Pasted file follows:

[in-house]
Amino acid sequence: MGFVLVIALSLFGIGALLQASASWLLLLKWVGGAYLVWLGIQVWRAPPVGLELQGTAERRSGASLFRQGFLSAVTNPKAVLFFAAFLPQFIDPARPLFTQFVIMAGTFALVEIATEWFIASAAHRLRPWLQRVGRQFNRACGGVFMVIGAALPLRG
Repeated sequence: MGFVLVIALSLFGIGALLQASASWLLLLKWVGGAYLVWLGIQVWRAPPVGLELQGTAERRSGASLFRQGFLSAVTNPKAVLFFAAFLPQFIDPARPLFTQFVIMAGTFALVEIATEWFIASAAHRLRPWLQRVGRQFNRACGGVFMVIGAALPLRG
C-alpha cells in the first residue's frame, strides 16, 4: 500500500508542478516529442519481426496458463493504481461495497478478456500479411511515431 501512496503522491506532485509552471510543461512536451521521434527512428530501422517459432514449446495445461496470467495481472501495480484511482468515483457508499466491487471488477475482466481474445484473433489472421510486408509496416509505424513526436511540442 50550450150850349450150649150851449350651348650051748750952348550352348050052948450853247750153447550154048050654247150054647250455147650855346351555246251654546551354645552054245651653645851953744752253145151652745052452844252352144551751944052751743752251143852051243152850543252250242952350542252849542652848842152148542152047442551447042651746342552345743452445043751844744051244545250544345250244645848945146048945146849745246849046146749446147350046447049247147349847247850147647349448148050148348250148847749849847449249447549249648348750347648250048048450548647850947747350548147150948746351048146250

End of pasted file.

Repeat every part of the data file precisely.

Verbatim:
[in-house]
Amino acid sequence: MGFVLVIALSLFGIGALLQASASWLLLLKWVGGAYLVWLGIQVWRAPPVGLELQGTAERRSGASLFRQGFLSAVTNPKAVLFFAAFLPQFIDPARPLFTQFVIMAGTFALVEIATEWFIASAAHRLRPWLQRVGRQFNRACGGVFMVIGAALPLRG
Repeated sequence: MGFVLVIALSLFGIGALLQASASWLLLLKWVGGAYLVWLGIQVWRAPPVGLELQGTAERRSGASLFRQGFLSAVTNPKAVLFFAAFLPQFIDPARPLFTQFVIMAGTFALVEIATEWFIASAAHRLRPWLQRVGRQFNRACGGVFMVIGAALPLRG
C-alpha cells in the first residue's frame, strides 16, 4: 500500500508542478516529442519481426496458463493504481461495497478478456500479411511515431 501512496503522491506532485509552471510543461512536451521521434527512428530501422517459432514449446495445461496470467495481472501495480484511482468515483457508499466491487471488477475482466481474445484473433489472421510486408509496416509505424513526436511540442 50550450150850349450150649150851449350651348650051748750952348550352348050052948450853247750153447550154048050654247150054647250455147650855346351555246251654546551354645552054245651653645851953744752253145151652745052452844252352144551751944052751743752251143852051243152850543252250242952350542252849542652848842152148542152047442551447042651746342552345743452445043751844744051244545250544345250244645848945146048945146849745246849046146749446147350046447049247147349847247850147647349448148050148348250148847749849847449249447549249648348750347648250048048450548647850947747350548147150948746351048146250